A red laser pointer shining through a raw chicken carcass may not seem like groundbreaking science, but for veteran technologist Mary Lou Jepsen, it’s worth $28 million in funding for her latest startup, Openwater.
Jepsen performed the chicken act as part of her August TED Talk to illustrate how her imaging-tech company is building cost-conscious body-scanning technology by using the same components one might find at a science fair. The laser pointer’s light made both skin and bone of the plucked fowl glow, revealing a tumor just under its flesh. This simple demonstration shows the science behind what Openwater is trying to achieve; wearable diagnostics made from consumer electronic parts that offer higher resolution than multimillion-dollar MRI machines but cost as much as a smartphone.
Just as the chicken’s tumor blocked the laser pointer light, which shone through the rest of the chicken’s flesh, Openwater’s wearables will capture images by recording light particles and the negative spaces where they fail to scatter. X-rays use radiation and MRI machines use a magnetic field and radio waves because they can go through the human body and produce an image. But so does “red light, infrared light,” Jepsen tells Forbes. “Guess which one is cheaper by a lot?”
It’s a method similar to how holograms are made, and it uses readily available camera and display chips you can find in a smartphone. It’s also an idea that took Jepsen’s skill set to consider, and perhaps her impressive CV to convince investors to buy in. The serial founder led the display divisions at Intel and the semi-secret research group Google X and helped develop Oculus after Facebook purchased the virtual reality headset company in 2014. But Openwater began with Princess Leia’s projected message to Obi Wan Kenobi, when Jepsen aimed her life at building holograms like the one she first saw in Star Wars.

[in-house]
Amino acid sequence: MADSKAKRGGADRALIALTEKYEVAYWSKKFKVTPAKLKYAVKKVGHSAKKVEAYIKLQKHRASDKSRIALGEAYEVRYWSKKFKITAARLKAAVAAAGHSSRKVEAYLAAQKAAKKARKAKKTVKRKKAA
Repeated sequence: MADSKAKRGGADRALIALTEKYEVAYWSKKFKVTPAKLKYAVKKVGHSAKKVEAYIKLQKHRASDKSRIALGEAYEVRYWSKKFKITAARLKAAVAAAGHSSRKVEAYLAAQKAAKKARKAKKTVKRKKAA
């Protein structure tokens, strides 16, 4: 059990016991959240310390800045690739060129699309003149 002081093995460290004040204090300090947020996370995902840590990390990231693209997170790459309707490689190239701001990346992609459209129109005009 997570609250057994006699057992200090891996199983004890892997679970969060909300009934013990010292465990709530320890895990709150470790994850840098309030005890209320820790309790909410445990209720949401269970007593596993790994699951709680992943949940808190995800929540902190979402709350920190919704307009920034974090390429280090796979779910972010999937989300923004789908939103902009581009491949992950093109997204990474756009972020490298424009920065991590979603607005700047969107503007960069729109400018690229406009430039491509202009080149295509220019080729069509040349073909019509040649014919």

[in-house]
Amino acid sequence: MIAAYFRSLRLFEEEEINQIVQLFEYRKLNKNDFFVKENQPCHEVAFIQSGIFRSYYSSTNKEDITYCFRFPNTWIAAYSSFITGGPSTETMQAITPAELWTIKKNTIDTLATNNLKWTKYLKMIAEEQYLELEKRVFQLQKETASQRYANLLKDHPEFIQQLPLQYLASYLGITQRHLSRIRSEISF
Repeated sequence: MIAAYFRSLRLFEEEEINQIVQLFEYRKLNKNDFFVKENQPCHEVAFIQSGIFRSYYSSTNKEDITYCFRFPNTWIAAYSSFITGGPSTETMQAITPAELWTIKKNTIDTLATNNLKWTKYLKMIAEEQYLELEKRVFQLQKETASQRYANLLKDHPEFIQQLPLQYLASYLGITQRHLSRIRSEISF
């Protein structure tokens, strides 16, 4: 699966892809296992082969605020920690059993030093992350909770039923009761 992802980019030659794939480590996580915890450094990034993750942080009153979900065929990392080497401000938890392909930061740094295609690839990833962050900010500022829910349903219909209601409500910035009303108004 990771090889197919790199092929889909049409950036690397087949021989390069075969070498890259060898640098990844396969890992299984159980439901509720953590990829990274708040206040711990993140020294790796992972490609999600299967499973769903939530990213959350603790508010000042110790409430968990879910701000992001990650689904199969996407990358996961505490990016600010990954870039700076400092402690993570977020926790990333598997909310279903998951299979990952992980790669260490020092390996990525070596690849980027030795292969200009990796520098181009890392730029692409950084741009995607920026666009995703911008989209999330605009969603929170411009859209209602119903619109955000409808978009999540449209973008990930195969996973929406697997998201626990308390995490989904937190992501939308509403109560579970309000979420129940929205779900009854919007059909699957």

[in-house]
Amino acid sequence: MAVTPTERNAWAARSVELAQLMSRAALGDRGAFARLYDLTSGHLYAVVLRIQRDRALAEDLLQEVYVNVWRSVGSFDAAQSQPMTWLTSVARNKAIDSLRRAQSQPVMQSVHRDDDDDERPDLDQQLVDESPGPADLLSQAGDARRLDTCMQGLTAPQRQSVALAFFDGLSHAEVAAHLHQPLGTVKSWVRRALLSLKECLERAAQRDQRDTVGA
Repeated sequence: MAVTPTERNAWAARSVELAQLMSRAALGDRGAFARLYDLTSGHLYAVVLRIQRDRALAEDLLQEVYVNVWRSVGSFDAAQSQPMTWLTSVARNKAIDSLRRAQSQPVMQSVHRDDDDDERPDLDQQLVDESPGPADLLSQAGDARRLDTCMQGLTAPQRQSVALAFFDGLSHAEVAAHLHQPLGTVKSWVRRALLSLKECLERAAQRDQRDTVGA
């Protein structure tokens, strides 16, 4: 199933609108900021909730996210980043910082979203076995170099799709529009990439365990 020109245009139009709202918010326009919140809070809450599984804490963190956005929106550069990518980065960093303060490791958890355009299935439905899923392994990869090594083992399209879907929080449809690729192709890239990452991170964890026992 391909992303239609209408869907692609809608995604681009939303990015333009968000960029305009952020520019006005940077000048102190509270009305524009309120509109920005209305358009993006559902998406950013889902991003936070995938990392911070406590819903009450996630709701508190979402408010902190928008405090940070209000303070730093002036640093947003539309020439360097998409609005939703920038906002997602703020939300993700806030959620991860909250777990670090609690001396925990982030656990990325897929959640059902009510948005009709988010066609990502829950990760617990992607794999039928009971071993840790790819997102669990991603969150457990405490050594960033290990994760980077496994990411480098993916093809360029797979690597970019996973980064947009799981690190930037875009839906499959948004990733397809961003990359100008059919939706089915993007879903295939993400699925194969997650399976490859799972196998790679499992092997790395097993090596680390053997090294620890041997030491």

Hooked by the lasers and optical illusions involved, Jepsen made her first hologram as an engineering undergrad at Brown. Later, she’d use her growing skill set to develop computer display screens and VR glasses at the top tech companies in the world.
At that time, however, holograms did not pay the bills. Because holography was viewed as a frivolous “technology looking for an application,” no one would fund it, Jepsen says. “I just had to figure out a way to support my habit. I basically lived all through my 20s on $12,000 a year just because I thought I’d die if I couldn’t make holograms,” Jepsen said.
Her pursuit of holograms bought her to Melbourne, Australia, where she worked as a professor of computer science at the Royal Melbourne Institute of Technology and helped put holograms on the country’s paper money. In Cologne, Germany, she built some of the world’s largest holographic displays, including one of historic buildings projected on an entire city block. Still, she didn’t feel her work was taken seriously, so Jepsen figured she’d need a Ph.D.
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